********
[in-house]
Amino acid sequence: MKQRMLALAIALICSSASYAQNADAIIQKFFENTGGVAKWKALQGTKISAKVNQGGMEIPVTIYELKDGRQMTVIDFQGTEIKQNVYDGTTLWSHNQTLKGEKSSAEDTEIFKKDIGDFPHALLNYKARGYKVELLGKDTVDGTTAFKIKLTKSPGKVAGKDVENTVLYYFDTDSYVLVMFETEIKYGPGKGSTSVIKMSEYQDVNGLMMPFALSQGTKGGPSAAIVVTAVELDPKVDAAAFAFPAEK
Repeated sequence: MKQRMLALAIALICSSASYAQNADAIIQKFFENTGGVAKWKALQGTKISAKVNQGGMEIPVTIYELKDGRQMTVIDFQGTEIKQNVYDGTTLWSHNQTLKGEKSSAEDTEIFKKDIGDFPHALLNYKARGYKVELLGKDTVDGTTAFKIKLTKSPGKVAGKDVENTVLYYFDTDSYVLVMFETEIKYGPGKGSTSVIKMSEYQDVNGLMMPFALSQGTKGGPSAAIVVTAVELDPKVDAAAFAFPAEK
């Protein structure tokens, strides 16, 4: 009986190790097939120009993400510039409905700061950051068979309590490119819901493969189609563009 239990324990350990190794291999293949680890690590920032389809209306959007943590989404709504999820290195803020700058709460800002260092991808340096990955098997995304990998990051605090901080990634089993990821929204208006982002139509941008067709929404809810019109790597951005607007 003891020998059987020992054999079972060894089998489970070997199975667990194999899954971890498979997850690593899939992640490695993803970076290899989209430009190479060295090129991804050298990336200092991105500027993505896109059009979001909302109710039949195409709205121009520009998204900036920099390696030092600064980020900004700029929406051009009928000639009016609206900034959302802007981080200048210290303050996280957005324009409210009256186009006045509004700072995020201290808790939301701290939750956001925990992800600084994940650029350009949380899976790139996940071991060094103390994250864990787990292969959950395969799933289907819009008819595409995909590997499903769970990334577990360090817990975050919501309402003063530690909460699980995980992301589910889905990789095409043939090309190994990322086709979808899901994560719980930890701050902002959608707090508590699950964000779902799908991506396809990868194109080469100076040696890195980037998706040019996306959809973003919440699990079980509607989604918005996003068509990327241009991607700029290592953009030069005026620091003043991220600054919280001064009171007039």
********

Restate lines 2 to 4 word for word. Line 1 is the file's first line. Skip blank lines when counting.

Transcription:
Amino acid sequence: MKQRMLALAIALICSSASYAQNADAIIQKFFENTGGVAKWKALQGTKISAKVNQGGMEIPVTIYELKDGRQMTVIDFQGTEIKQNVYDGTTLWSHNQTLKGEKSSAEDTEIFKKDIGDFPHALLNYKARGYKVELLGKDTVDGTTAFKIKLTKSPGKVAGKDVENTVLYYFDTDSYVLVMFETEIKYGPGKGSTSVIKMSEYQDVNGLMMPFALSQGTKGGPSAAIVVTAVELDPKVDAAAFAFPAEK
Repeated sequence: MKQRMLALAIALICSSASYAQNADAIIQKFFENTGGVAKWKALQGTKISAKVNQGGMEIPVTIYELKDGRQMTVIDFQGTEIKQNVYDGTTLWSHNQTLKGEKSSAEDTEIFKKDIGDFPHALLNYKARGYKVELLGKDTVDGTTAFKIKLTKSPGKVAGKDVENTVLYYFDTDSYVLVMFETEIKYGPGKGSTSVIKMSEYQDVNGLMMPFALSQGTKGGPSAAIVVTAVELDPKVDAAAFAFPAEK
């Protein structure tokens, strides 16, 4: 009986190790097939120009993400510039409905700061950051068979309590490119819901493969189609563009 239990324990350990190794291999293949680890690590920032389809209306959007943590989404709504999820290195803020700058709460800002260092991808340096990955098997995304990998990051605090901080990634089993990821929204208006982002139509941008067709929404809810019109790597951005607007 003891020998059987020992054999079972060894089998489970070997199975667990194999899954971890498979997850690593899939992640490695993803970076290899989209430009190479060295090129991804050298990336200092991105500027993505896109059009979001909302109710039949195409709205121009520009998204900036920099390696030092600064980020900004700029929406051009009928000639009016609206900034959302802007981080200048210290303050996280957005324009409210009256186009006045509004700072995020201290808790939301701290939750956001925990992800600084994940650029350009949380899976790139996940071991060094103390994250864990787990292969959950395969799933289907819009008819595409995909590997499903769970990334577990360090817990975050919501309402003063530690909460699980995980992301589910889905990789095409043939090309190994990322086709979808899901994560719980930890701050902002959608707090508590699950964000779902799908991506396809990868194109080469100076040696890195980037998706040019996306959809973003919440699990079980509607989604918005996003068509990327241009991607700029290592953009030069005026620091003043991220600054919280001064009171007039």